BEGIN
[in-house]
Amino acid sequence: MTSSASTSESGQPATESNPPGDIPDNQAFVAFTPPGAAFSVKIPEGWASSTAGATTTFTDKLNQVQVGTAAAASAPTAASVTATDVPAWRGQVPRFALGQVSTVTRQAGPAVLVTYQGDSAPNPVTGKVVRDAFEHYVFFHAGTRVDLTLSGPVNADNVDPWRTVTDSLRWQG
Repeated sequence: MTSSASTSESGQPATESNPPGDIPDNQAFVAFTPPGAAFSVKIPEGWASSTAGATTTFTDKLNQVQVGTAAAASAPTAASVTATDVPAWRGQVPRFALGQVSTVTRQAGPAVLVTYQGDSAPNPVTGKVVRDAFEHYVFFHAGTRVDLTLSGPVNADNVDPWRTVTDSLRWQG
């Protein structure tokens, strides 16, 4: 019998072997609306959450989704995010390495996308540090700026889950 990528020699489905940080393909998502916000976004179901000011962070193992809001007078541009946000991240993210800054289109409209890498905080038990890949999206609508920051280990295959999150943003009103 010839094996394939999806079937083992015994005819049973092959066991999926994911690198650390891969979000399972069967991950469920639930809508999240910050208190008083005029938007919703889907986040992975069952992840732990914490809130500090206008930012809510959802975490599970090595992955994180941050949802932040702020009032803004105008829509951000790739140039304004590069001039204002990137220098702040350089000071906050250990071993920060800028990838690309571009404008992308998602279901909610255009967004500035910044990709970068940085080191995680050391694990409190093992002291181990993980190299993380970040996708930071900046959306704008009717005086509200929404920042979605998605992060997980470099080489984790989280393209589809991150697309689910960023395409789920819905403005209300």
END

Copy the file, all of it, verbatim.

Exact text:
[in-house]
Amino acid sequence: MTSSASTSESGQPATESNPPGDIPDNQAFVAFTPPGAAFSVKIPEGWASSTAGATTTFTDKLNQVQVGTAAAASAPTAASVTATDVPAWRGQVPRFALGQVSTVTRQAGPAVLVTYQGDSAPNPVTGKVVRDAFEHYVFFHAGTRVDLTLSGPVNADNVDPWRTVTDSLRWQG
Repeated sequence: MTSSASTSESGQPATESNPPGDIPDNQAFVAFTPPGAAFSVKIPEGWASSTAGATTTFTDKLNQVQVGTAAAASAPTAASVTATDVPAWRGQVPRFALGQVSTVTRQAGPAVLVTYQGDSAPNPVTGKVVRDAFEHYVFFHAGTRVDLTLSGPVNADNVDPWRTVTDSLRWQG
């Protein structure tokens, strides 16, 4: 019998072997609306959450989704995010390495996308540090700026889950 990528020699489905940080393909998502916000976004179901000011962070193992809001007078541009946000991240993210800054289109409209890498905080038990890949999206609508920051280990295959999150943003009103 010839094996394939999806079937083992015994005819049973092959066991999926994911690198650390891969979000399972069967991950469920639930809508999240910050208190008083005029938007919703889907986040992975069952992840732990914490809130500090206008930012809510959802975490599970090595992955994180941050949802932040702020009032803004105008829509951000790739140039304004590069001039204002990137220098702040350089000071906050250990071993920060800028990838690309571009404008992308998602279901909610255009967004500035910044990709970068940085080191995680050391694990409190093992002291181990993980190299993380970040996708930071900046959306704008009717005086509200929404920042979605998605992060997980470099080489984790989280393209589809991150697309689910960023395409789920819905403005209300």